I met war photographer and filmmaker Tim Hetherington two years ago in New York. I was working at The New York Times and, one evening, went to the Umbrage Gallery in Brooklyn to the launch of a retrospective of Tim’s work from Liberia. Amid the pale walls and bottled beers, in the center of the room, a tall, dark-haired man held court in an understated manner. Later, I emailed Tim—explaining my own more modest photographic work—and asked to meet him for a drink. To my surprise, he accepted. After that evening in the Meatpacking District, we corresponded.
Nearly four years ago I flew in a Black Hawk helicopter to the Korengal Valley—a remote chasm in eastern Afghanistan, near the Pakistan border, where I lived side by side, under near-constant fire, with American troops of the Tenth Mountain Division for nearly a week. At the time, the KOP, as it was called, was just one more obscure outpost in a war that most Americans weren’t paying much attention to. The worsening civil war in Iraq and mounting U.S.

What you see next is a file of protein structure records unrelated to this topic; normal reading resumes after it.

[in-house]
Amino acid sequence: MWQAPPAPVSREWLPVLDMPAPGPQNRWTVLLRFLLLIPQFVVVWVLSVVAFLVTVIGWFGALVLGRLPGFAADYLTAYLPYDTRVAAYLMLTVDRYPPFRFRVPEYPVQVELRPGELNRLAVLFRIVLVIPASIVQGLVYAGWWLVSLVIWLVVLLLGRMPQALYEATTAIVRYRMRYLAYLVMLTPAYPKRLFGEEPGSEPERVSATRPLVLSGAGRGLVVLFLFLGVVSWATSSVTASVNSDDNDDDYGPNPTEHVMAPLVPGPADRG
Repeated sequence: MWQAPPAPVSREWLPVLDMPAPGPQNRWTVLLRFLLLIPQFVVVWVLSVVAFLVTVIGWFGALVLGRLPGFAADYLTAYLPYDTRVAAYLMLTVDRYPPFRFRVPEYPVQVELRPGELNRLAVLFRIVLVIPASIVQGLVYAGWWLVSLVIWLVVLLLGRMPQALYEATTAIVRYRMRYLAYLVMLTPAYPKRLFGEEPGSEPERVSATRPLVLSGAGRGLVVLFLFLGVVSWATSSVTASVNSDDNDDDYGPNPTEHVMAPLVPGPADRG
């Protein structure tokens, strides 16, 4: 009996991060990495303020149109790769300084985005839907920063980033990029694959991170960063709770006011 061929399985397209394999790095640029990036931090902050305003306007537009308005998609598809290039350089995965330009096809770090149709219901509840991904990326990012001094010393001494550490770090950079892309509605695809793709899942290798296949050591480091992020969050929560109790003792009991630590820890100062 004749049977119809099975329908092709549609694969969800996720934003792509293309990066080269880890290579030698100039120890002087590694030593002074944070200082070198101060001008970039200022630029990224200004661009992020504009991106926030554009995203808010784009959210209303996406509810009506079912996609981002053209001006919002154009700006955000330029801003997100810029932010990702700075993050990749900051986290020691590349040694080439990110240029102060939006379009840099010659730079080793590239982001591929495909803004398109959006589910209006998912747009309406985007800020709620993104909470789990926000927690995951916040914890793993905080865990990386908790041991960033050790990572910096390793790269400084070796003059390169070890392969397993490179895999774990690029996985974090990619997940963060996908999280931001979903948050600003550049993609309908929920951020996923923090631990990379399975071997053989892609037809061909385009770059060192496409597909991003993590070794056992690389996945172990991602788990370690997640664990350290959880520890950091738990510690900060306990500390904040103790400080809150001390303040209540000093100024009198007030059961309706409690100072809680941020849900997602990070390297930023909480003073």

Restrepo National Geographic Entertainment Human Rights Watch International Film Festival Let It Rain IFC Films “War is hell.” General Sherman’s three-word definition has never been surpassed. He meant to dispel prevalent notions about glory, which he called moonshine. Factual knowledge, he apparently thought, would diminish war. The still camera had already started to support him; now there are also film and video.
Fire By Sebastian Junger (W.W. Norton, 224 pp., $24.95) There is a point in Hemingway's Death in the Afternoon where the old lady turns on the writer and asks: "How is it, young man, that you talk so much and write so long about these bullfights and yet are not a bullfighter yourself?" The writer admits that he did try it once or twice—on bulls with blunted horns.